The Federal Communications Commission will likely vote Tuesday to approve Chairman Julius Genachowski plan for preventing Internet service providers (ISPs) from discriminating against rival Internet content or services by loading speeds or fees. These "net neutrality" rules will also impose fewer restrictions on wireless broadband networks and, for the first time, allow broadband providers to charge companies seeking faster service for games, videos, or other offerings more money. The next frontier in the battle over net neutrality will likely occur in court.

It became clear late Monday that the FCC's three Democratic commissioners would vote in favor of the measures, providing the majority necessary to overcome opposition from the two Republican commissioners on the five-member board. Impassioned arguments for and against the regulations have been pouring in ever since:

  • Government, Keep Your Hands Off the Internet, declares Meredith Attwell Baker, one of the FCC's Republican commissioners, in The Washington Post. Unelected FCC officials, without explicit direction from Congress, are taking unprecedented control over the Internet because they wants to, not because they have to, Baker claims. And in "replacing market forces and technological solutions with bureaucratic oversight," they may stifle future investment and innovation online while increasing congestion. "Why," she asks, "does the FCC plan to intervene in a rushed manner, days before the year's end, in the one sector of the economy that is working so well to create consumer choice, jobs and entrepreneurial opportunity?"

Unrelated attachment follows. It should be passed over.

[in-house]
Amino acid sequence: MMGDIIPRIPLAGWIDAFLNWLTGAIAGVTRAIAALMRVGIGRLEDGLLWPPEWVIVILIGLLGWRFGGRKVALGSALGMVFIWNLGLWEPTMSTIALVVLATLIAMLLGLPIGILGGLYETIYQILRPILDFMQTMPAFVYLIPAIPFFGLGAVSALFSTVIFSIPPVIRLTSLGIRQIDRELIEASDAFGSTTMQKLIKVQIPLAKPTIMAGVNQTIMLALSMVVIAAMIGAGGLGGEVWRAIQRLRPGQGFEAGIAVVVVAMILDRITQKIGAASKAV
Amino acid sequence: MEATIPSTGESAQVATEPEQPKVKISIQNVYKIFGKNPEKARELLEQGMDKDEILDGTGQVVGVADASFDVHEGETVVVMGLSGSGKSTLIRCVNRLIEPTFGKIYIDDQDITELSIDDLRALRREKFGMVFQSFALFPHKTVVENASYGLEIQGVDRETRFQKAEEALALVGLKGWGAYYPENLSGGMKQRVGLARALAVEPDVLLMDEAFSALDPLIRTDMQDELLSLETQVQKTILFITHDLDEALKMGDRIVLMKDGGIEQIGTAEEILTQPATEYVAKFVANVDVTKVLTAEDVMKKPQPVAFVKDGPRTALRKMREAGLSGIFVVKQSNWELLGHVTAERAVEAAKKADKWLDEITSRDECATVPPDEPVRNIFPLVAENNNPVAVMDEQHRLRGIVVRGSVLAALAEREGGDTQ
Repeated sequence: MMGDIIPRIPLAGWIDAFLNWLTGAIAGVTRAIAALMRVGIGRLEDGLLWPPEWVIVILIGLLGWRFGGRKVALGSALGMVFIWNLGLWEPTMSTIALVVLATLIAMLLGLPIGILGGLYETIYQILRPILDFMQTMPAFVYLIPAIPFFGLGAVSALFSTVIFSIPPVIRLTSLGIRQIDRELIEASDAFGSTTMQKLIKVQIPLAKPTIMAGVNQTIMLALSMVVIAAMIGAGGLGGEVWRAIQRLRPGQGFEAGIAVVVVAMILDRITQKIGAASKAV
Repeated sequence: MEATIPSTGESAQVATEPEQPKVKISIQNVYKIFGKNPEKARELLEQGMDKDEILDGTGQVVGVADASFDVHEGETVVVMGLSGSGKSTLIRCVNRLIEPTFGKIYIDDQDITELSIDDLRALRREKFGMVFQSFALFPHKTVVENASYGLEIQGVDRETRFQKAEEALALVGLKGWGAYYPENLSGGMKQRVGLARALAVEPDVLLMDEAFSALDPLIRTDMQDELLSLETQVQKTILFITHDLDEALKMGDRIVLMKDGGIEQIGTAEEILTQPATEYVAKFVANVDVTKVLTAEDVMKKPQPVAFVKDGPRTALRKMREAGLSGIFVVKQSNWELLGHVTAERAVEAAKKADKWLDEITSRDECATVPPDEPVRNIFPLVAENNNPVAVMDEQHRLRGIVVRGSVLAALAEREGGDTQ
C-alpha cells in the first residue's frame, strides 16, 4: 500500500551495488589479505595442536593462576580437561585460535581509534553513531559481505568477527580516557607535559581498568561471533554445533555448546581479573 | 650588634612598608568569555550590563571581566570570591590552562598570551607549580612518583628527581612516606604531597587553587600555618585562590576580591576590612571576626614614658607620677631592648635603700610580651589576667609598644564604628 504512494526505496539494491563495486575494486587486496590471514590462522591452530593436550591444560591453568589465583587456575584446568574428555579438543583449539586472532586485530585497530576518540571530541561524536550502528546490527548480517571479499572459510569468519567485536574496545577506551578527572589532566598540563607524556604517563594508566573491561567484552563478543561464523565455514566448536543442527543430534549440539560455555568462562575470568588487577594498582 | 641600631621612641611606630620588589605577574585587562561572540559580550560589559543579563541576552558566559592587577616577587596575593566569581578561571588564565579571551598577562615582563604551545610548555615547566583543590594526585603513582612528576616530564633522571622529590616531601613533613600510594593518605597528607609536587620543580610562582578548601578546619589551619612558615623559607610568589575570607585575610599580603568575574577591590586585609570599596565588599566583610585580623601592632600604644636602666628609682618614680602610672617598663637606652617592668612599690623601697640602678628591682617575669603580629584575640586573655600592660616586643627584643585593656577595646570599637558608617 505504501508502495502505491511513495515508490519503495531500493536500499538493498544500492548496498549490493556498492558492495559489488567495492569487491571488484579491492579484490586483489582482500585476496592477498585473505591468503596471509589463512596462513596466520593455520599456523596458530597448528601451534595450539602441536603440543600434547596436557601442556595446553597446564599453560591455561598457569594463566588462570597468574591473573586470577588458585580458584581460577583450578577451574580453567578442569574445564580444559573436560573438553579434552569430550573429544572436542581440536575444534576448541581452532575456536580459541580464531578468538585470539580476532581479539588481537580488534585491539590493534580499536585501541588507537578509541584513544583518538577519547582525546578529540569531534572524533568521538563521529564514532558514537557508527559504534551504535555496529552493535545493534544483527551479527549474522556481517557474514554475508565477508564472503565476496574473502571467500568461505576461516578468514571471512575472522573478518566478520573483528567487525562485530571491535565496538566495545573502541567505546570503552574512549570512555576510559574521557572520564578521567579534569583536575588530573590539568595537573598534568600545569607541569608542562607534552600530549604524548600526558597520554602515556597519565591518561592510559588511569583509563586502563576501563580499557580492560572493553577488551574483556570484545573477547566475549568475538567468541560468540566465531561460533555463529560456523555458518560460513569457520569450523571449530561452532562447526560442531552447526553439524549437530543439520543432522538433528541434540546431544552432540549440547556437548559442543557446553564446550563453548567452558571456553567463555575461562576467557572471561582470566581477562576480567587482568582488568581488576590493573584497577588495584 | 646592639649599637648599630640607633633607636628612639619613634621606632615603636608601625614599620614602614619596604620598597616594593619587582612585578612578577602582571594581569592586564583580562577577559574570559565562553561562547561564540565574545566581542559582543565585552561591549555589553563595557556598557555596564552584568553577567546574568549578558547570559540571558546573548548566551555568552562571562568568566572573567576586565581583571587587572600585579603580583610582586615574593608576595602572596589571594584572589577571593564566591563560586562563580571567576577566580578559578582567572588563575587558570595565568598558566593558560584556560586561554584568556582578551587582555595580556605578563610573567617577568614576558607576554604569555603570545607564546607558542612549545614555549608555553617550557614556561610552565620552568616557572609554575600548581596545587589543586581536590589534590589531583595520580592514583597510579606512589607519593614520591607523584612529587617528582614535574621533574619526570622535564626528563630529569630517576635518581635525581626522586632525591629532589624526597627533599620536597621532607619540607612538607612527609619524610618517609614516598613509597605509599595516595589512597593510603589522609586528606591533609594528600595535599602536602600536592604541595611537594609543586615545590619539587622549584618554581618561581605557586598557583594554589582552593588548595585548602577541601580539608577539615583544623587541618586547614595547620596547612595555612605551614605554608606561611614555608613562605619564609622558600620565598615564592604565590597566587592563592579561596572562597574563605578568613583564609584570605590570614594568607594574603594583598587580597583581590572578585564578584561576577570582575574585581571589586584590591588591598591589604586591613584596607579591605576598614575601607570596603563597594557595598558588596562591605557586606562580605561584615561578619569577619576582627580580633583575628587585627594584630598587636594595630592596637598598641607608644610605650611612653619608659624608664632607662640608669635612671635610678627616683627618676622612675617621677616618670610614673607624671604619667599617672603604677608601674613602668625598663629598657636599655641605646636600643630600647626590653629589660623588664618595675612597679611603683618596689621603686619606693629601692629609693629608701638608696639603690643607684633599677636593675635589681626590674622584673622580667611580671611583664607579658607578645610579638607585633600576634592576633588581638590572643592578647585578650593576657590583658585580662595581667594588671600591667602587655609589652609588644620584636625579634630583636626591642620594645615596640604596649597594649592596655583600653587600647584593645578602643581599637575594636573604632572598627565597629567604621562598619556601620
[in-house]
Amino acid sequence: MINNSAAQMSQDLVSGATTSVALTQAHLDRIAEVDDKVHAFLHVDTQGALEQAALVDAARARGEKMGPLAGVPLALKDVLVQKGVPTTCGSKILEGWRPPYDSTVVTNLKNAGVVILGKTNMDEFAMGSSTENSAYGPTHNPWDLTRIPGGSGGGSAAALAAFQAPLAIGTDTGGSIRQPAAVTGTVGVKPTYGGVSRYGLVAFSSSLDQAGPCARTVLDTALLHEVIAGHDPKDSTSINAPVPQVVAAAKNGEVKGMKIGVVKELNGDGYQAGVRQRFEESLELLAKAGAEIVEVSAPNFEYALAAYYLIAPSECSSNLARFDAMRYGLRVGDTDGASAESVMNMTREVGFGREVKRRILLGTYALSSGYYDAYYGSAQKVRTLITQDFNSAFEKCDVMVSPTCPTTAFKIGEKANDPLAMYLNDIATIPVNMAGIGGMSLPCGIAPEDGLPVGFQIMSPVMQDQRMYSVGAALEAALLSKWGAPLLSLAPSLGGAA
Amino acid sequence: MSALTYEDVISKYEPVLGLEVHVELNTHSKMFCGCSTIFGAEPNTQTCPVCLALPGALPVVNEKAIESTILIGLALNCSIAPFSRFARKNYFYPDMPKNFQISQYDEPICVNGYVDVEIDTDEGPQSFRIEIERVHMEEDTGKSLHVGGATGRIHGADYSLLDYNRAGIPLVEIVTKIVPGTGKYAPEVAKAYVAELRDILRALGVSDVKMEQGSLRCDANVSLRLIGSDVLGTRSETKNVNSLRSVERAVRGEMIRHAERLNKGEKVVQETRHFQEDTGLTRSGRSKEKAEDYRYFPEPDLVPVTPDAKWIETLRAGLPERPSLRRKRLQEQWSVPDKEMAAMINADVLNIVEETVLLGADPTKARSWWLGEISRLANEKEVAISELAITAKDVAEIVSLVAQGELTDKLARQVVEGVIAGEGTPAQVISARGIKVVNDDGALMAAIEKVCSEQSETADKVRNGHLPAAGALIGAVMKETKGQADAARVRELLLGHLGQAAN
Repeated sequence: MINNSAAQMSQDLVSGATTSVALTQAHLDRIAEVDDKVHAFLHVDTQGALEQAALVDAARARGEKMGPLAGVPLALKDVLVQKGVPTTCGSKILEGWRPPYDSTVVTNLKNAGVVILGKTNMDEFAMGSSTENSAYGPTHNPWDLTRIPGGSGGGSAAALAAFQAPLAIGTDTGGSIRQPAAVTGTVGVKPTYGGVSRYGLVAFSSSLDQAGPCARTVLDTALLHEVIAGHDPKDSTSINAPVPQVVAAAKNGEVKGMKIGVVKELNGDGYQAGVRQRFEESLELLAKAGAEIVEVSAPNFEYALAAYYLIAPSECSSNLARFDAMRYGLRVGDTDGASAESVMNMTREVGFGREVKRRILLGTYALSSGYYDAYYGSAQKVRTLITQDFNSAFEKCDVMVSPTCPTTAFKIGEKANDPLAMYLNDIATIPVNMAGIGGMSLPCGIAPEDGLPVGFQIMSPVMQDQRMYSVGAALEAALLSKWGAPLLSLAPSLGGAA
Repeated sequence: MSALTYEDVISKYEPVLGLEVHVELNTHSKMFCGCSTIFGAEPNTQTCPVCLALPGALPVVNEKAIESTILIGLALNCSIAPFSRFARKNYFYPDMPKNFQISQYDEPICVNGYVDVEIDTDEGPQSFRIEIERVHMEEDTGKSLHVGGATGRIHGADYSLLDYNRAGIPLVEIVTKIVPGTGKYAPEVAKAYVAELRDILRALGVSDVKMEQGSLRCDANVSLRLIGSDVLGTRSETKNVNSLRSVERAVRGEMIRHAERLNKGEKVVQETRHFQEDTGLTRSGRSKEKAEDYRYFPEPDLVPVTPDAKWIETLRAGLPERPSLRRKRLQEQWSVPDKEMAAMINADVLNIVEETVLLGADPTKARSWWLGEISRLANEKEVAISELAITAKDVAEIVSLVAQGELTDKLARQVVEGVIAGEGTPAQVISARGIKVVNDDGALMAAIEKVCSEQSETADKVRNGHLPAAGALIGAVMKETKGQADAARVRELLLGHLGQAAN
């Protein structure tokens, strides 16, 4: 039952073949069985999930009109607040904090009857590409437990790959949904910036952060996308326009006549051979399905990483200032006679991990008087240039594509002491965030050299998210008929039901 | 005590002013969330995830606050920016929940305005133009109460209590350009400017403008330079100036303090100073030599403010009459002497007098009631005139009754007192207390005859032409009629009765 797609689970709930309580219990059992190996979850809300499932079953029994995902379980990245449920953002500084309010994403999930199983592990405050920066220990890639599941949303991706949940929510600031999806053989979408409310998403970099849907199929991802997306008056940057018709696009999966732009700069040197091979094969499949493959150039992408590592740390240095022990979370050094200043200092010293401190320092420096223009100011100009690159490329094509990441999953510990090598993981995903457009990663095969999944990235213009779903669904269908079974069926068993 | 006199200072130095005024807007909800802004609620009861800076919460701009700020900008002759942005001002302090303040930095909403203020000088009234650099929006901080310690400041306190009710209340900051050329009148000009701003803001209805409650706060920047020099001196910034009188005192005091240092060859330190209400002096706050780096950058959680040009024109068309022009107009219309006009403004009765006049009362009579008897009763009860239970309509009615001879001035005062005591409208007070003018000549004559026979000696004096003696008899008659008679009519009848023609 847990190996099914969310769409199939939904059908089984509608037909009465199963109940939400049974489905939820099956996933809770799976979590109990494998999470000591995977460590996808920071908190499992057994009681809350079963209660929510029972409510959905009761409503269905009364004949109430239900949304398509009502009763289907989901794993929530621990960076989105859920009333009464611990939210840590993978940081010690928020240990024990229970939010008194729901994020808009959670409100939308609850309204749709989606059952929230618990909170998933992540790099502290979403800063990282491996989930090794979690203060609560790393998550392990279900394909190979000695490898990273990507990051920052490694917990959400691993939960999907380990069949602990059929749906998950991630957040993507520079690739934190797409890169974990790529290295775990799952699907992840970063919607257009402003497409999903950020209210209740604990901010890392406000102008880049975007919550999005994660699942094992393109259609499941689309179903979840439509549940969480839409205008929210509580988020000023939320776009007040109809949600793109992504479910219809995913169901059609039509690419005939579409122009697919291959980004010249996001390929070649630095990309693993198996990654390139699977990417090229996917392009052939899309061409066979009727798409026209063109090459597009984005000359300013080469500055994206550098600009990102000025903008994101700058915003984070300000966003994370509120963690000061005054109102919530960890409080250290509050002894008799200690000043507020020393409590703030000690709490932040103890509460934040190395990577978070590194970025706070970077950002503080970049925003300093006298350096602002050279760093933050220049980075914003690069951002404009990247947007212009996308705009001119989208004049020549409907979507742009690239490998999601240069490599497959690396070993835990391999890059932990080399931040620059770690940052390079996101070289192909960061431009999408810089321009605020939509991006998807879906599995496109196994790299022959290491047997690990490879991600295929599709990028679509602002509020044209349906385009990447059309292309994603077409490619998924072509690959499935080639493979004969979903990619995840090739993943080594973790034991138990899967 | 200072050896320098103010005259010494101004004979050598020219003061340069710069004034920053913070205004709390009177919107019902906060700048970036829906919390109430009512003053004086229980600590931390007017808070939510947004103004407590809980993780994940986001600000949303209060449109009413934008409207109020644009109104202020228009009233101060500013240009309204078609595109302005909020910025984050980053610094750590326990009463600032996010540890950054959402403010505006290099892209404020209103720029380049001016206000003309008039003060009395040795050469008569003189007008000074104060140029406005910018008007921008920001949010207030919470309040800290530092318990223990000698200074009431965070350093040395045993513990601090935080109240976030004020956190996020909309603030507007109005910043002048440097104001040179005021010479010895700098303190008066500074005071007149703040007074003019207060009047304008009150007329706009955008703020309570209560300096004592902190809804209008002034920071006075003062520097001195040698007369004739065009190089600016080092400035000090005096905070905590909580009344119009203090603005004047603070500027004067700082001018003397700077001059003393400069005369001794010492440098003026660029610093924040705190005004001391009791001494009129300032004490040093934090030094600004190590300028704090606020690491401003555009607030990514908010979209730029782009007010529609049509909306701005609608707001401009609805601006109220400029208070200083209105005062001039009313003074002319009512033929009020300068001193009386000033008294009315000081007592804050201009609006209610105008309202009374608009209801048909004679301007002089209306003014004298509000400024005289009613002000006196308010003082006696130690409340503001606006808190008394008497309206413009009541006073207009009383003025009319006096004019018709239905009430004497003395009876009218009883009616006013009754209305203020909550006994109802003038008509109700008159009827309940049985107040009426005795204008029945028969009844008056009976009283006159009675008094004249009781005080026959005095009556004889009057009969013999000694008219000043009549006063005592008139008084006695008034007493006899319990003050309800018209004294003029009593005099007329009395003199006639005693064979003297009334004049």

• These Rules Will Protect Consumer Access, says Democratic commissioner Mignon Clyburn, as quoted in the AP: "The open Internet is a crucial American marketplace, and I believe that it is appropriate for the FCC to safeguard it." Still, Clyburn and fellow Democratic commissioner Michael Copps also feel the rules are not as strong as they would like, according to the AP.
  • Keep The Internet Free, urges Apple co-founder Steve Wozniak in a letter to the FCC in The Atlantic:
The Internet has become as important as anything man has ever created. But those freedoms are being chipped away ... Local ISP's should provide connection to the Internet but then it should be treated as though you own those wires and can choose what to do with them when and how you want to, as long as you don't destruct them. I don't want to feel that whichever content supplier had the best government connections or paid the most money determined what I can watch and for how much...
Imagine that when we started Apple we set things up so that we could charge purchasers of our computers by the number of bits they use. The personal computer revolution would have been delayed a decade or more.
  • The Rules Are Riddled With Loopholes, states Free Press campaign director Timothy Karr at The Huffington Post. "It's become clear that this FCC chairman crafted [the regulations] with the sole purpose of winning the endorsement of AT&T and cable lobbyists, and not defending the interests of the tens of millions of Internet users," he argues. "For the first time in history of telecommunications law the FCC has given its stamp of approval to online discrimination." Karr adds that the regulations will let "phone and cable companies charge steep tolls to favor the content and services of a select group of corporate partners" and that exempting the mobile web from net neutrality protections "enshrines Verizon and AT&T as gatekeepers to the expanding world of mobile Internet access, allowing them to favor their own applications while blocking, degrading or de-prioritizing others."